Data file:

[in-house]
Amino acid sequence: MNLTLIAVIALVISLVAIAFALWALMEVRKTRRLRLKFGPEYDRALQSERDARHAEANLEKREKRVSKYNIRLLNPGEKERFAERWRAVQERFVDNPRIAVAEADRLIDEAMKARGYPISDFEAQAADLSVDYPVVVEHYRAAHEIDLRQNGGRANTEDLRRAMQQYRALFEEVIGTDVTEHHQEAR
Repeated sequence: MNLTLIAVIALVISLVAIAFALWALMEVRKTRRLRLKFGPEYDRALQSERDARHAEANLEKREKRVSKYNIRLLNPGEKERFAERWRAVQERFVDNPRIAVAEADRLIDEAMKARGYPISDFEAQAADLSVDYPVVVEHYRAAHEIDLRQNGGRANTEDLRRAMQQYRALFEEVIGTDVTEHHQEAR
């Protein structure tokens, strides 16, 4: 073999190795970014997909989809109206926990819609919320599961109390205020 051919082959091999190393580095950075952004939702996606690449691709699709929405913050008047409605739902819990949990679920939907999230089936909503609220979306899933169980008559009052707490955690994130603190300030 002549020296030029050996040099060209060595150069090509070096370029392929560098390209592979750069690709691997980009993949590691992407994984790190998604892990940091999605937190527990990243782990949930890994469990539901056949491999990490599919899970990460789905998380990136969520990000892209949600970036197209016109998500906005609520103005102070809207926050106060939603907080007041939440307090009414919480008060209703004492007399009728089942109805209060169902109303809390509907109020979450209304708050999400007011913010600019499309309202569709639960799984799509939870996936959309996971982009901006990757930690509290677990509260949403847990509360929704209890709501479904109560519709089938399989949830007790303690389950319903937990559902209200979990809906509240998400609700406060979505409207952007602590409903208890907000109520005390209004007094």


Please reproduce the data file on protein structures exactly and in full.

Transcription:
[in-house]
Amino acid sequence: MNLTLIAVIALVISLVAIAFALWALMEVRKTRRLRLKFGPEYDRALQSERDARHAEANLEKREKRVSKYNIRLLNPGEKERFAERWRAVQERFVDNPRIAVAEADRLIDEAMKARGYPISDFEAQAADLSVDYPVVVEHYRAAHEIDLRQNGGRANTEDLRRAMQQYRALFEEVIGTDVTEHHQEAR
Repeated sequence: MNLTLIAVIALVISLVAIAFALWALMEVRKTRRLRLKFGPEYDRALQSERDARHAEANLEKREKRVSKYNIRLLNPGEKERFAERWRAVQERFVDNPRIAVAEADRLIDEAMKARGYPISDFEAQAADLSVDYPVVVEHYRAAHEIDLRQNGGRANTEDLRRAMQQYRALFEEVIGTDVTEHHQEAR
């Protein structure tokens, strides 16, 4: 073999190795970014997909989809109206926990819609919320599961109390205020 051919082959091999190393580095950075952004939702996606690449691709699709929405913050008047409605739902819990949990679920939907999230089936909503609220979306899933169980008559009052707490955690994130603190300030 002549020296030029050996040099060209060595150069090509070096370029392929560098390209592979750069690709691997980009993949590691992407994984790190998604892990940091999605937190527990990243782990949930890994469990539901056949491999990490599919899970990460789905998380990136969520990000892209949600970036197209016109998500906005609520103005102070809207926050106060939603907080007041939440307090009414919480008060209703004492007399009728089942109805209060169902109303809390509907109020979450209304708050999400007011913010600019499309309202569709639960799984799509939870996936959309996971982009901006990757930690509290677990509260949403847990509360929704209890709501479904109560519709089938399989949830007790303690389950319903937990559902209200979990809906509240998400609700406060979505409207952007602590409903208890907000109520005390209004007094």